Building on Our Advantage

Shopping District

Further illustrating opening themes, many of the workshop leaders at “Building a Sustainable Future” advocated what I’ll call asset based development. Reiterating that downtown’s competitive advantage is a sense of place, they suggested strengthening that advantage by enhancing the pedestrian-friendliness of downtown districts.

Some of their recommendations were familiar, such as traffic signals, reduction of speeds (at 31 mph 37% of vehicle-pedestrian accidents are fatal, at 15 mph only 3.5% are fatal), and traffic calming. There were a few new twists, however, including rejecting the last 50 years of emphasizing vehicular transportation and remembering the 5,000 years of successful focus on pedestrians. Experience has shown that slower but distributed vehicular traffic actually produces shorter drive times and reduces vehicular casualties.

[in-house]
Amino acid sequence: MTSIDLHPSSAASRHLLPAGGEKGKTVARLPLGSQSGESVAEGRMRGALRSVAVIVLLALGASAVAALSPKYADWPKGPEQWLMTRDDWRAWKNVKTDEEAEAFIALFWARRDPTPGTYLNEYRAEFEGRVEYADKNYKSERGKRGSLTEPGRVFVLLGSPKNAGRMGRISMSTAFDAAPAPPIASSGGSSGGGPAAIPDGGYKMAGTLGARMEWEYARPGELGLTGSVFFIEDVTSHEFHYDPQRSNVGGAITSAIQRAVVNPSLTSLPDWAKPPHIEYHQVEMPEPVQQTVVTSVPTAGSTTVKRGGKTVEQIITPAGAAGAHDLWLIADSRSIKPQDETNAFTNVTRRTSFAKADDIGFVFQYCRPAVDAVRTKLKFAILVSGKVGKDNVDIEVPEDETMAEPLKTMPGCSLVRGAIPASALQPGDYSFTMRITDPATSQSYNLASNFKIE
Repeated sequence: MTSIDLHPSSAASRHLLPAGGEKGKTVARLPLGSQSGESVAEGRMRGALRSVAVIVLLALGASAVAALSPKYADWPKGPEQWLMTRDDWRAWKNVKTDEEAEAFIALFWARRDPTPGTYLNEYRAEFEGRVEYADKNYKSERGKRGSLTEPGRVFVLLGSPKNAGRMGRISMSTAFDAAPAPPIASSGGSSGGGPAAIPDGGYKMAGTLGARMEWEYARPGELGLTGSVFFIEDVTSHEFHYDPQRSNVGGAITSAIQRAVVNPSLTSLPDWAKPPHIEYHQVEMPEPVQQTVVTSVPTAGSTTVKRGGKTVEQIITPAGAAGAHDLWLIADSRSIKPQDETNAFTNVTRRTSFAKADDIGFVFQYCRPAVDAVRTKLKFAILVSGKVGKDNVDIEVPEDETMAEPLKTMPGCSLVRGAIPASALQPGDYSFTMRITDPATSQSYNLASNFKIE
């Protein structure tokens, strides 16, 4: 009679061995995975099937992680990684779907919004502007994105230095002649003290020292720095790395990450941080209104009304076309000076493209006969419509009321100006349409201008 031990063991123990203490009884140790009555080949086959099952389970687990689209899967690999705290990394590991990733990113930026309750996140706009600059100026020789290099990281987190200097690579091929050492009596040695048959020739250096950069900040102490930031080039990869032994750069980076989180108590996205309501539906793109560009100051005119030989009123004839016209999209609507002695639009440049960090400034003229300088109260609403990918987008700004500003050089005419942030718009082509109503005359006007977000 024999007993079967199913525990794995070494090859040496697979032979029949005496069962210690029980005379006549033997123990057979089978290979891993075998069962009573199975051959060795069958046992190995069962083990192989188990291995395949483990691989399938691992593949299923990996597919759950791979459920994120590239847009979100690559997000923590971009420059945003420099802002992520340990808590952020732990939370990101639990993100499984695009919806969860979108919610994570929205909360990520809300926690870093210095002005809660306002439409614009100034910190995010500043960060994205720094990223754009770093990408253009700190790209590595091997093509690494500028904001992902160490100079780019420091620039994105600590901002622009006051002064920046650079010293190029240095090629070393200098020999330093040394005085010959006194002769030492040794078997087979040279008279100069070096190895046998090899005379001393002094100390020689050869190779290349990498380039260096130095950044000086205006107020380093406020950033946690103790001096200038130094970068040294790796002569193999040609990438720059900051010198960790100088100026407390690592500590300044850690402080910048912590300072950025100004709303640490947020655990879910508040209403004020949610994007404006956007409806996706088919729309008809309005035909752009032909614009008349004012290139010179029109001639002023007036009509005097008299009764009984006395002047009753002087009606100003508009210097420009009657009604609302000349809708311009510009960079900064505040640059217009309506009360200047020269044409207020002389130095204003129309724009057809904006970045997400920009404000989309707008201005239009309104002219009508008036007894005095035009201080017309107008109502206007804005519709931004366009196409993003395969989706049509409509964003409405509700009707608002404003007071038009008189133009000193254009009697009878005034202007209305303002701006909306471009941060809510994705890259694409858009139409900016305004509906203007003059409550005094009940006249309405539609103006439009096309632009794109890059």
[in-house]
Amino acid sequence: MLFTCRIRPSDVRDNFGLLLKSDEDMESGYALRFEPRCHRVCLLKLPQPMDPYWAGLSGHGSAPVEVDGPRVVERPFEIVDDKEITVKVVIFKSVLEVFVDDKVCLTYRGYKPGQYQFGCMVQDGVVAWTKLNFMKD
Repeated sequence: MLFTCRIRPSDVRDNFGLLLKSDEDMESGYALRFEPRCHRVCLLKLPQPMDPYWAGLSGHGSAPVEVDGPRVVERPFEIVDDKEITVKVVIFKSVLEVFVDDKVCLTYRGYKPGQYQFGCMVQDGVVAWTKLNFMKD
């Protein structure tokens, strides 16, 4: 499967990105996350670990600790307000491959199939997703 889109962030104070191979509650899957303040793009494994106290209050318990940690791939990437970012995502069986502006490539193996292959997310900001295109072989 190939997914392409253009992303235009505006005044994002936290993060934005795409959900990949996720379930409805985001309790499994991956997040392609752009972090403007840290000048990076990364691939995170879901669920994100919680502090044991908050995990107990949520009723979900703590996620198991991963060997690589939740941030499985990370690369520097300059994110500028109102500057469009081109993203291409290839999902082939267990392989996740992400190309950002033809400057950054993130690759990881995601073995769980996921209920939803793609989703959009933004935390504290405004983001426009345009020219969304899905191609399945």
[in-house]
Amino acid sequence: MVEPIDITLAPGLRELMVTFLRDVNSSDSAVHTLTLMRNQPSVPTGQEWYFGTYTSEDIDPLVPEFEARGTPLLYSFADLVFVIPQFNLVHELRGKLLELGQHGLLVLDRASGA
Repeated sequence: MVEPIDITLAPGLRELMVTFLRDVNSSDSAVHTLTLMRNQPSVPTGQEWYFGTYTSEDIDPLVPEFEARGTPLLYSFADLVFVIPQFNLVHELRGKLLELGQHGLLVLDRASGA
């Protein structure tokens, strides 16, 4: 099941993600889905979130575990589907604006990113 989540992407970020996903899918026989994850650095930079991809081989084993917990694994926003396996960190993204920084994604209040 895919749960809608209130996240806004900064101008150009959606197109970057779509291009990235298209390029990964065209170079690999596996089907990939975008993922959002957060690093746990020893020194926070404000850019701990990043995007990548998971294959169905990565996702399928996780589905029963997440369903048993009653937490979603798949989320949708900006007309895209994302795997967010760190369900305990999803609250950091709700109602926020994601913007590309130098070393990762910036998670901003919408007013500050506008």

Communities on both coasts have found that green projects also enhance pedestrian friendliness. Replacing gray space with green space, moving buildings closer to the sidewalk and promoting mixed-use development have resulted in shoppers being willing to walk longer distances and to spend longer periods in shopping districts.

One presenter compared shopping by vehicle with shopping by foot. Typically, shopping by vehicle results in one planned exchange per trip. A pedestrian shopping trip results in one planned exchange and possibly a dozen unplanned exchanges, including some social exchanges that may lead to a future commercial exchange.

Seattle is using these concepts in their Comprehensive Plan, zoning ordinances, code enforcement, traffic planning, parking strategies and economic development. When Gary Nickels was elected Mayor, the city was experiencing an economic downturn. He convened an “Economic Opportunity Task Force.”

One of the first actions was to review and modify the commercial code. Both businesses and consumers wanted pedestrian-friendly districts. The City identified 37 mixed-use districts and began to waive code requirements that were recognized as undermining pedestrian-based commercial activity.

Seattle believes this approach has stimulated increased economic vitality in these districts. It also believes that as petroleum prices rise, these districts’ advantage over car dependent commercial districts will increase.

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